I apologize for my serious misstep in my last library haul. Basically, I posted that I had never heard of an author/illustrator team who not only a) I should know, but also b) I have heard of them. Mas, my fairy godmother of children's literature sent me an email and was like, Meg, here are all the books they wrote you should check them out. I read her list and did a for real forehead slap, not just an emoji response. Then she followed up with another book suggestion.
With a Mas list on hand, Oscar and I headed to the library. I honestly don't know how many more library visits we will get to take. With Covid spiking things will likely shut down soon. Oscar and I are usually the only ones in the children's book section and the library holds onto every book for a few days before adding them back to shelves. So I feel "safe" in that way. Sigh. Someday this too shall pass.
Now, onto the books.
Dragons Love Tacos by Adam Rubin, illustrated by Daniel Salmieri.
These gentlemen brought us Those Darn Squirrels. When Mas emailed me and reminded me that they also wrote and illustrated Dragons Love Tacos I was downright embarrassed. Mas did a marvelous blog post for me years ago featuring the work of Rubin and Salmieri and even suggested I read Dragons Love Tacos way back then. Can I blame Covid for this memory loss? Anyway, Rubin and Salmieri love to break the 4th wall in their books and this is no exception. The narrator explains that dragons love tacos and parties but they can't handle spicy tacos. As you learn more about dragons you also get to host a taco party which is going great until...well, read to find out.
High Five! by Adam Rubin, illustrated by Daniel Salmeiri
Another among Mas's recommendations was High Five
. Sadly these were the only two Rubin/Salmeiri books our library had on it's shelf. High Five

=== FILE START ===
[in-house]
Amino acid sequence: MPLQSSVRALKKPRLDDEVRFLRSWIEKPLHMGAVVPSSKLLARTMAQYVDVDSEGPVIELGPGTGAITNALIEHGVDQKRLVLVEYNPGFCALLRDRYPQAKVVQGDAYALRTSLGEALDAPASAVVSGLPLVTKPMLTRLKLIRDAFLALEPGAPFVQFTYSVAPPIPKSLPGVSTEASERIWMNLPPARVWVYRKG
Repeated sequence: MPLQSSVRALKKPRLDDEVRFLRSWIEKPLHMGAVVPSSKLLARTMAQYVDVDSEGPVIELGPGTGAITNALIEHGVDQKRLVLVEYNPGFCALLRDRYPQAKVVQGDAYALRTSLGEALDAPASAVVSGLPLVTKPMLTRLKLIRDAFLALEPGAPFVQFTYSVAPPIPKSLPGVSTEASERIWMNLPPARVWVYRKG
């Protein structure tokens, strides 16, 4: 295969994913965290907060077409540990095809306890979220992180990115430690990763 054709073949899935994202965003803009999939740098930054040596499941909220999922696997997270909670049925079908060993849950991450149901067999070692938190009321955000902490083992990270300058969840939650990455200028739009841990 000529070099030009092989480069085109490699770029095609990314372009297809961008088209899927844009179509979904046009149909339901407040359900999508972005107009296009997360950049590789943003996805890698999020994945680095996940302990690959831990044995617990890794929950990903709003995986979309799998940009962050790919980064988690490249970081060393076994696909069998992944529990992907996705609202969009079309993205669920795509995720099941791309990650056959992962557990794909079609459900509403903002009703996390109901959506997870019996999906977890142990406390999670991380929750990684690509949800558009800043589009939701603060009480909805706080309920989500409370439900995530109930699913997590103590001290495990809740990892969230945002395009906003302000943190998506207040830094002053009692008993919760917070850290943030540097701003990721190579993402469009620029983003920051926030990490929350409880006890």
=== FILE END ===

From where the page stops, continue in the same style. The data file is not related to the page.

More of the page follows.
was the winner of the week for our entire family. Again, breaking the 4th wall, the narrator welcomes you to the world of competitive high fiving. He is there to coach you through your first competition. You stretch, you learn the rules, you practice, and then you play! You get to actually high five the book and wait for the judges response. Here's what I also love about this book. Remember when I said "don't rhyme in picture books because it is usually too hard?
" Well, Rubin has the rhyming chops of a master MC. It works SO well in High Five
. I wish all other authors who felt like rhyming was the way to go would read this book and take notes. While you land the high five trophy as you read, Rubin nails the rhyming game.
|Hello excellent rhyming.|
|And the judges results are in...|
|Not all opponents are easy!|
I'm Sad by Michael Ian Black, illustrated by Debbie Ohi
Our third Mas suggestion was a book about feelings. In I'm Sad, the flamingo isn't feeling so hot and tells his friends - a little girl and a potato. The wacky trio navigates this feeling by trying to find out why, figuring out what to do about it, suggesting maybe it is ok to just be sad, and then accidentally solving the problem in the end. I really appreciate that the characters say not only is it ok to be sad, but sometimes it just has to be that way. The potato...a bit odd but he's reminiscent of Oscar the Grouch, which works for him. Strangely enough, that is how I imagine a potato might be! Oscar was all about this book.
|We talk a lot about noticing people's faces to see how they are feeling.|
This illustration was a great talking point for Oscar and me.
|Things that might make you feel happy again.|
Listen to My Trumpet! by Mo Willems
We are big fans of the Elephant & Piggie series here in our house. When we discovered the special section of Elephant & Piggie books at the library I had to tell Oscar he was limited to one. Of course our marching band obsessed child picked this one. It didn't disappoint.
|Did you know Mo hides the pigeon in all of his Elephant & Piggie books?|
Check out the endpapers. Pigeon also hides in some of his other books as well.
Dinosaurs, Dinosaurs by Byron Barton
After our miserable attempt at dinosaur books in the last haul, I thought I would go with trusty old Byron Barton. His simple illustrations and minimal text make the perfect read aloud for an antsy toddler. The end papers give you the names of dinosaurs and the story also introduces new words such as "fierce." Oscar loved this one and it was much better than our last attempts. Also, since it has been about a minute Oscar seems to be over dinosaurs anyway. Ha!
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